As I haven't included a picture of a yanky passerine for a while and just for the hell of it, here's a picture of Lincoln Sparrow in the hand!

Wet Woodland

Last Tuesday I was working in Bowland near Bashall Eaves and I had my lunch parked on a layby on the road that runs through some cracking wet woodland managed as a nature reserve by the Lancashire Widlife Trust called Moor Piece.

The road through Moor Piece

After I had finished my butties I had a walk along the road through the woodland and I thought "this looks good for Marsh Tit" and low and behold a Marsh Tit started calling. Wouldn't it be great if that worked all the time! Other birds I had were Siskin, several Coal Tits, Long-tailed Tit and Great Spotted Woodpecker. Not too bad for a ten minute stroll. In fact the Marsh Tit was a year tick.

Wet woodland at Moor Piece

Sunday, 8 March 2009

Last Minute Boxes

Last weekend I spent half a day building some boxes to replace the dilapidated ones at the Bowland Wild Boar Park in the Hodder Valley in Bowland. I needed to build 8 to keep the boxes at 35 in number. Below are some of the boxes before treating.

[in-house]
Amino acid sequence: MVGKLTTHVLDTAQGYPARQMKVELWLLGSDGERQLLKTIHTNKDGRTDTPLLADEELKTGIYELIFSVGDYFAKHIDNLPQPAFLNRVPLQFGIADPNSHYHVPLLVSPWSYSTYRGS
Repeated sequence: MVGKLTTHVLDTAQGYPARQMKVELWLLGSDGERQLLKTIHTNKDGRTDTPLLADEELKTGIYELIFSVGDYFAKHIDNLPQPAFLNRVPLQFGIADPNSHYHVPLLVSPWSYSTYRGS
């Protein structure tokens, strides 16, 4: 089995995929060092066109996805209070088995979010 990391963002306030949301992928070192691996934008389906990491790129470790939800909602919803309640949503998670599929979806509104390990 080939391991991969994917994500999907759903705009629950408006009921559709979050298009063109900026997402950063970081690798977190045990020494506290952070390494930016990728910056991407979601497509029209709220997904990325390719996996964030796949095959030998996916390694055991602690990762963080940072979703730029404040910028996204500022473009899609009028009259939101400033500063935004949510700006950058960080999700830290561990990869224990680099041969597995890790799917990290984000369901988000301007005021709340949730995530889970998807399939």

And below are some boxes that my good lady treated for me whilst I continued the production line.

Today we went to the Boar Park and put the boxes up. Below you will see a picture of box 27 in place. We then had a walk round the arboretum to see if it looked suitable for some spring/summer mist netting sessions and it did. We had a few birds wandering round, namely 2 Nuthatch, 2 Coal Tits, Grey Wagtail, Siskin and 30 Fieldfares.

Getting Towards The End Of Winter Feeding